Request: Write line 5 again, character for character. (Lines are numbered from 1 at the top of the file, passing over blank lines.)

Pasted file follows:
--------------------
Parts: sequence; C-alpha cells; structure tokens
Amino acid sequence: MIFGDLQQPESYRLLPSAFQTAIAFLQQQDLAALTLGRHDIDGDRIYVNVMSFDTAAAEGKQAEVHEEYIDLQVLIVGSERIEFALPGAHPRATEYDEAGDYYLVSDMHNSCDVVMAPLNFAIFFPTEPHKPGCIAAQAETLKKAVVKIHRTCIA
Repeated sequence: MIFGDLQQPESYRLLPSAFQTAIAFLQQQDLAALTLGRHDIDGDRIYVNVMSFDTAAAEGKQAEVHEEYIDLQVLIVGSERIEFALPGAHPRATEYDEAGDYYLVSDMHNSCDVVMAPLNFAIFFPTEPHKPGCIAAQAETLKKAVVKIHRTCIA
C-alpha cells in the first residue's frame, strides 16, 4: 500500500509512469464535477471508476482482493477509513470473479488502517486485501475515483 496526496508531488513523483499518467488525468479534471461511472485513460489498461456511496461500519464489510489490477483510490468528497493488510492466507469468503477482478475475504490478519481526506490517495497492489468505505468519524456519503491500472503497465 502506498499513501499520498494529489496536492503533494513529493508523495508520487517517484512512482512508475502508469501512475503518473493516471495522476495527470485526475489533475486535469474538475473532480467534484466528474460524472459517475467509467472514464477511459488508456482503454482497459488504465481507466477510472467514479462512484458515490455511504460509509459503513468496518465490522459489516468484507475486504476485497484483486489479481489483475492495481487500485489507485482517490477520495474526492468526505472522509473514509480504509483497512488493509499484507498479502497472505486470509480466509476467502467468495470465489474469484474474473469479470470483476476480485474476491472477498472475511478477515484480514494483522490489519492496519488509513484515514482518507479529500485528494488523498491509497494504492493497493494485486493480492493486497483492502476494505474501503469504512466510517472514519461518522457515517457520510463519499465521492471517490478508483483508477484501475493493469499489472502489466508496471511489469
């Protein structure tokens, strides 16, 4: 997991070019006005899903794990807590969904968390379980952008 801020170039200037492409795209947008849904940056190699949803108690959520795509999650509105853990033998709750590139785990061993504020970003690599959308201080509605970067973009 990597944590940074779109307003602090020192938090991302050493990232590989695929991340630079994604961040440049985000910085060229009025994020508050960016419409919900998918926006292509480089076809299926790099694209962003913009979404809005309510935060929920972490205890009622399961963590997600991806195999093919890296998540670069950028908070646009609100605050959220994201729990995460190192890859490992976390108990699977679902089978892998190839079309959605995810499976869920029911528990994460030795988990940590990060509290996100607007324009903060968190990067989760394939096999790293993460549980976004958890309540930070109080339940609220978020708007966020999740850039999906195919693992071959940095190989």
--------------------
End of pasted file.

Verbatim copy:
């Protein structure tokens, strides 16, 4: 997991070019006005899903794990807590969904968390379980952008 801020170039200037492409795209947008849904940056190699949803108690959520795509999650509105853990033998709750590139785990061993504020970003690599959308201080509605970067973009 990597944590940074779109307003602090020192938090991302050493990232590989695929991340630079994604961040440049985000910085060229009025994020508050960016419409919900998918926006292509480089076809299926790099694209962003913009979404809005309510935060929920972490205890009622399961963590997600991806195999093919890296998540670069950028908070646009609100605050959220994201729990995460190192890859490992976390108990699977679902089978892998190839079309959605995810499976869920029911528990994460030795988990940590990060509290996100607007324009903060968190990067989760394939096999790293993460549980976004958890309540930070109080339940609220978020708007966020999740850039999906195919693992071959940095190989």